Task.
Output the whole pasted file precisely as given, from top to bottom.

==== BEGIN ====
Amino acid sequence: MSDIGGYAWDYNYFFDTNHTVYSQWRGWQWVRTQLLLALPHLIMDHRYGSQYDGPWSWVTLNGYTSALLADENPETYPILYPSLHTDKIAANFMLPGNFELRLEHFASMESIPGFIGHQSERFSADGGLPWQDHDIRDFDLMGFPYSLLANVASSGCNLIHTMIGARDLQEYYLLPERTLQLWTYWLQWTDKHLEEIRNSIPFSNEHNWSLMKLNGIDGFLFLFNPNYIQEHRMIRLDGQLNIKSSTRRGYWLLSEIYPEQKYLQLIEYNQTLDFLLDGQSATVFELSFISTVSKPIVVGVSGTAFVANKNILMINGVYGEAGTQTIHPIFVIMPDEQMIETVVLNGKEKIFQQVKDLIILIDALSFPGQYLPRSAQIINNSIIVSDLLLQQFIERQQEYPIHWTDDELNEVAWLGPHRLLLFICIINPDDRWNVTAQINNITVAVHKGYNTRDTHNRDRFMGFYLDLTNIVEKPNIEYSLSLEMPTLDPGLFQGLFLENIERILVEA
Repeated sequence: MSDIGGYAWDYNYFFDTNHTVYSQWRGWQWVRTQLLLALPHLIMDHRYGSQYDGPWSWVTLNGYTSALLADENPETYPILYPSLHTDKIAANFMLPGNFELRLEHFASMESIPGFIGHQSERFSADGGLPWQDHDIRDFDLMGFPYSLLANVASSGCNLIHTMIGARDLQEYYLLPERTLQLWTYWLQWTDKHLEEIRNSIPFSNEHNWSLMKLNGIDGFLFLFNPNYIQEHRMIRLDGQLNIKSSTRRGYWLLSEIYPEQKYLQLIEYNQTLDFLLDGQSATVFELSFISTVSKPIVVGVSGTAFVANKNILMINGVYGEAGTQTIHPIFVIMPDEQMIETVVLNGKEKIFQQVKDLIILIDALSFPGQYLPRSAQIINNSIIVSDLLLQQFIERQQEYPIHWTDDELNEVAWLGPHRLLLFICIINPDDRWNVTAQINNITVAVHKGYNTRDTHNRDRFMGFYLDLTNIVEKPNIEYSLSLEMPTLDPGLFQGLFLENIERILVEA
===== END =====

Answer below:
Amino acid sequence: MSDIGGYAWDYNYFFDTNHTVYSQWRGWQWVRTQLLLALPHLIMDHRYGSQYDGPWSWVTLNGYTSALLADENPETYPILYPSLHTDKIAANFMLPGNFELRLEHFASMESIPGFIGHQSERFSADGGLPWQDHDIRDFDLMGFPYSLLANVASSGCNLIHTMIGARDLQEYYLLPERTLQLWTYWLQWTDKHLEEIRNSIPFSNEHNWSLMKLNGIDGFLFLFNPNYIQEHRMIRLDGQLNIKSSTRRGYWLLSEIYPEQKYLQLIEYNQTLDFLLDGQSATVFELSFISTVSKPIVVGVSGTAFVANKNILMINGVYGEAGTQTIHPIFVIMPDEQMIETVVLNGKEKIFQQVKDLIILIDALSFPGQYLPRSAQIINNSIIVSDLLLQQFIERQQEYPIHWTDDELNEVAWLGPHRLLLFICIINPDDRWNVTAQINNITVAVHKGYNTRDTHNRDRFMGFYLDLTNIVEKPNIEYSLSLEMPTLDPGLFQGLFLENIERILVEA
Repeated sequence: MSDIGGYAWDYNYFFDTNHTVYSQWRGWQWVRTQLLLALPHLIMDHRYGSQYDGPWSWVTLNGYTSALLADENPETYPILYPSLHTDKIAANFMLPGNFELRLEHFASMESIPGFIGHQSERFSADGGLPWQDHDIRDFDLMGFPYSLLANVASSGCNLIHTMIGARDLQEYYLLPERTLQLWTYWLQWTDKHLEEIRNSIPFSNEHNWSLMKLNGIDGFLFLFNPNYIQEHRMIRLDGQLNIKSSTRRGYWLLSEIYPEQKYLQLIEYNQTLDFLLDGQSATVFELSFISTVSKPIVVGVSGTAFVANKNILMINGVYGEAGTQTIHPIFVIMPDEQMIETVVLNGKEKIFQQVKDLIILIDALSFPGQYLPRSAQIINNSIIVSDLLLQQFIERQQEYPIHWTDDELNEVAWLGPHRLLLFICIINPDDRWNVTAQINNITVAVHKGYNTRDTHNRDRFMGFYLDLTNIVEKPNIEYSLSLEMPTLDPGLFQGLFLENIERILVEA